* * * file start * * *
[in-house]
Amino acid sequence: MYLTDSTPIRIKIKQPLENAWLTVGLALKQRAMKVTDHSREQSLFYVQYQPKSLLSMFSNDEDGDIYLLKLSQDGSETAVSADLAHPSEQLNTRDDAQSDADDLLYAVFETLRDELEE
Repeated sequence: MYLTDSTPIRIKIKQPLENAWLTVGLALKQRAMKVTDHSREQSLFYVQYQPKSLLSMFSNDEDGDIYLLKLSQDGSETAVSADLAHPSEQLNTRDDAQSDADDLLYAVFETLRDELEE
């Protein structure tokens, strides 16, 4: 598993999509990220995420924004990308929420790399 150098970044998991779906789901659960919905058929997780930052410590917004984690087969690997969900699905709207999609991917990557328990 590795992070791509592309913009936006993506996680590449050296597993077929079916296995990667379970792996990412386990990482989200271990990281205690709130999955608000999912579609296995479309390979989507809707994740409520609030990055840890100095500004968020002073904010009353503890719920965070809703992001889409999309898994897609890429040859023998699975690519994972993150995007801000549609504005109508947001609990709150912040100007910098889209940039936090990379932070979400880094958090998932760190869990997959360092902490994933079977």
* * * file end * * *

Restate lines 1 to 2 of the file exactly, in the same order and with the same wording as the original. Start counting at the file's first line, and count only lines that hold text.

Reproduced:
[in-house]
Amino acid sequence: MYLTDSTPIRIKIKQPLENAWLTVGLALKQRAMKVTDHSREQSLFYVQYQPKSLLSMFSNDEDGDIYLLKLSQDGSETAVSADLAHPSEQLNTRDDAQSDADDLLYAVFETLRDELEE